His first position was with the U.S. Public Health Service, conducting research and applied studies in the area of health personnel selection and evaluation. He later joined the National Institute of Mental Health (NIMH), working as a research methodologist in the institute's suicide prevention program.
Sullivan's work at NIMH led him to a number of senior management positions there and at other federal agencies. He was responsible for peer review of research and training applications to the institute and for program planning and policy analysis. As deputy director of NIMH, he directed the institute's program of research grants and in-house studies, mental health services, and both scientific and clinical training. While director of the Division of Legislative Analysis at the National Institutes of Health (NIH), Sullivan handled an array of congressional and legislative issues, including AIDS, scientific integrity, animal welfare, biotechnology and reauthorization of the research programs of the NIH institutes. As director of program and policy coordination for the Substance Abuse and Mental Health Services Administration (SAMHSA), he was responsible for legislative relations and policy development and directed implementation of legislation that established the Community Mental Health Services State Block Grant Program in 1992.
His accomplishments have earned him the Meritorious Presidential Executive Rank Award of the Senior Executive Service on two occasions, APA's Div. 12 (Society of Clinical Psychology) Outstanding Achievement Award and numerous other awards from professional and other organizations.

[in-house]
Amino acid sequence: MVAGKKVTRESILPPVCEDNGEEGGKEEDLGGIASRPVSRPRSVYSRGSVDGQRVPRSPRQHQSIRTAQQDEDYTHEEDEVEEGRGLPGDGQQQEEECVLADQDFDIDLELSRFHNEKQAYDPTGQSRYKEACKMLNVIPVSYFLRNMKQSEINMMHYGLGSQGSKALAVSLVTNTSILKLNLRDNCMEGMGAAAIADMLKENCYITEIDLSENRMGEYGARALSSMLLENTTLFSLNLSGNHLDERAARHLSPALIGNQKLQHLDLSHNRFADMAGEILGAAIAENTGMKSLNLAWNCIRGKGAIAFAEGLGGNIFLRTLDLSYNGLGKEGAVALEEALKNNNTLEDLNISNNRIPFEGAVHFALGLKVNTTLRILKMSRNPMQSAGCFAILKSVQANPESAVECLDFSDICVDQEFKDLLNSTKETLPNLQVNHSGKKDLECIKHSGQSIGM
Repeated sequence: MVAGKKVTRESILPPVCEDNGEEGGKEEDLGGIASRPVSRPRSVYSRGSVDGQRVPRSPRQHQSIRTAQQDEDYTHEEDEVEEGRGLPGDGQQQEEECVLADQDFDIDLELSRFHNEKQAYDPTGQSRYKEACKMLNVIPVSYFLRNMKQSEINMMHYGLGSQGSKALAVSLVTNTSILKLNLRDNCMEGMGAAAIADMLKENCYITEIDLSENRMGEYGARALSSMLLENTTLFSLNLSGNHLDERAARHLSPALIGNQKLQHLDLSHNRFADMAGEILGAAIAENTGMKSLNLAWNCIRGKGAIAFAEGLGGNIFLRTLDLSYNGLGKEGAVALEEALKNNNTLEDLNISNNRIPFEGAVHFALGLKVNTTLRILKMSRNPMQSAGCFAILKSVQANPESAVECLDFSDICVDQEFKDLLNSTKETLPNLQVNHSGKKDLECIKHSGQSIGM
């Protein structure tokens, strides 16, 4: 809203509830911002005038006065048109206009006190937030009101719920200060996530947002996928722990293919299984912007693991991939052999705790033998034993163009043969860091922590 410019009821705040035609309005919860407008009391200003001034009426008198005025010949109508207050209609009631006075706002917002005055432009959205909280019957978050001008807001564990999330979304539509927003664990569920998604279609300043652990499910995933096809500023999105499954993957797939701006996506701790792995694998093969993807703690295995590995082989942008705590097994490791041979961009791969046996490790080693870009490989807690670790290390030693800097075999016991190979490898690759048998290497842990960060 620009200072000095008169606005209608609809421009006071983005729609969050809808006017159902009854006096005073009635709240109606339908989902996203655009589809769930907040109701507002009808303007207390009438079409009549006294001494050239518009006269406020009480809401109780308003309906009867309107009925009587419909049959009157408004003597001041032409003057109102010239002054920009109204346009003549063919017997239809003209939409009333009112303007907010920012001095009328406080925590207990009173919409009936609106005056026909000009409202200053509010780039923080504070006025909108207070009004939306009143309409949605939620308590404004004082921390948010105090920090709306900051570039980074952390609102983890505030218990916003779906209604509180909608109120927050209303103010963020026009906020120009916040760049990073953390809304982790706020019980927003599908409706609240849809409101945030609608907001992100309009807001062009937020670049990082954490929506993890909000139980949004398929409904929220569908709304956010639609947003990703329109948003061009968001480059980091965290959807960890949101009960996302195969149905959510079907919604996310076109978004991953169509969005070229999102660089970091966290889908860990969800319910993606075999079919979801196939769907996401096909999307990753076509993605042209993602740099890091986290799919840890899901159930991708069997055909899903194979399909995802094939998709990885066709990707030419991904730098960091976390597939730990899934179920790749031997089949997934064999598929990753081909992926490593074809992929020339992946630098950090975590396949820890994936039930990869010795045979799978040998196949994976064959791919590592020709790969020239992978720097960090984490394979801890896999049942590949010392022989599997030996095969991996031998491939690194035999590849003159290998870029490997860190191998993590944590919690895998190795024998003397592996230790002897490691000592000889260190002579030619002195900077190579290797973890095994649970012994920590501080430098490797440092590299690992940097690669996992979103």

APA/APAGS Distinguished Graduate Student Award in Professional Psychology: Anne S. Labowitz. Labowitz is being honored for her outstanding contributions as a graduate student, specifically in the area of community mental health. Labowitz will receive her PhD in clinical health psychology in May from the Ferkauf Graduate School of Psychology at Yeshiva University. Currently, she is a predoctoral psychology fellow in the department of psychiatry at the Yale University School of Medicine, where she is training in clinical and applied community psychological settings.
Labowitz was an epidemiologist for six years with the New York City Department of Health. There, she worked on a range of public health projects, co-authored a number of publications and conducted her dissertation research on recovery from West Nile virus. Labowitz is interested in integrating research and practice in community mental health and health-care settings. During graduate school, Labowitz volunteered with Pathways to Housing, a non-profit organization. She worked on one of its Assertive Community Treatment teams, which provide mental health care directly in the community to formerly homeless persons diagnosed with severe mental illness and substance use disorders. In addition to providing psychotherapeutic services, Labowitz developed and helped implement a hepatitis A, B and C screening project, targeting the 300 clients of Pathways to Housing.
Labowitz is the co-founder and co-director of the Adolescent Health Alliance, a New York City-based non-profit organization that designs, implements and evaluates peer-facilitated health intervention programs targeting urban teens in schools and community agencies. She is also a member of the Class of 2000 of the Albert Schweitzer Fellows Program.